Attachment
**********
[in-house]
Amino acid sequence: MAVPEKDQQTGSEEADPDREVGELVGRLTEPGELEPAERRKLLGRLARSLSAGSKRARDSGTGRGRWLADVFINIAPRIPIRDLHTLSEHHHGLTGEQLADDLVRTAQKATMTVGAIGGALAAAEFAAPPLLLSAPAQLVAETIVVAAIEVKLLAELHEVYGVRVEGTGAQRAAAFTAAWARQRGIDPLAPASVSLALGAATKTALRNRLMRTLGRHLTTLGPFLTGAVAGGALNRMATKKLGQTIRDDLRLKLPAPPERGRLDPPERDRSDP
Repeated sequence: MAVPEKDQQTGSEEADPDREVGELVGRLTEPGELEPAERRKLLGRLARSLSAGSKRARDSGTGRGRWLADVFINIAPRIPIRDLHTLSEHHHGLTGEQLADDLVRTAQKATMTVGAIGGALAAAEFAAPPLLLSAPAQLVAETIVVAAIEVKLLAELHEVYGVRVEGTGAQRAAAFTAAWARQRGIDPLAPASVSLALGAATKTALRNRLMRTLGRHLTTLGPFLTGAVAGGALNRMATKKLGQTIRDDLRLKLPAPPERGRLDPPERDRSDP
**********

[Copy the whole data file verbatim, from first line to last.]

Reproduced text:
[in-house]
Amino acid sequence: MAVPEKDQQTGSEEADPDREVGELVGRLTEPGELEPAERRKLLGRLARSLSAGSKRARDSGTGRGRWLADVFINIAPRIPIRDLHTLSEHHHGLTGEQLADDLVRTAQKATMTVGAIGGALAAAEFAAPPLLLSAPAQLVAETIVVAAIEVKLLAELHEVYGVRVEGTGAQRAAAFTAAWARQRGIDPLAPASVSLALGAATKTALRNRLMRTLGRHLTTLGPFLTGAVAGGALNRMATKKLGQTIRDDLRLKLPAPPERGRLDPPERDRSDP
Repeated sequence: MAVPEKDQQTGSEEADPDREVGELVGRLTEPGELEPAERRKLLGRLARSLSAGSKRARDSGTGRGRWLADVFINIAPRIPIRDLHTLSEHHHGLTGEQLADDLVRTAQKATMTVGAIGGALAAAEFAAPPLLLSAPAQLVAETIVVAAIEVKLLAELHEVYGVRVEGTGAQRAAAFTAAWARQRGIDPLAPASVSLALGAATKTALRNRLMRTLGRHLTTLGPFLTGAVAGGALNRMATKKLGQTIRDDLRLKLPAPPERGRLDPPERDRSDP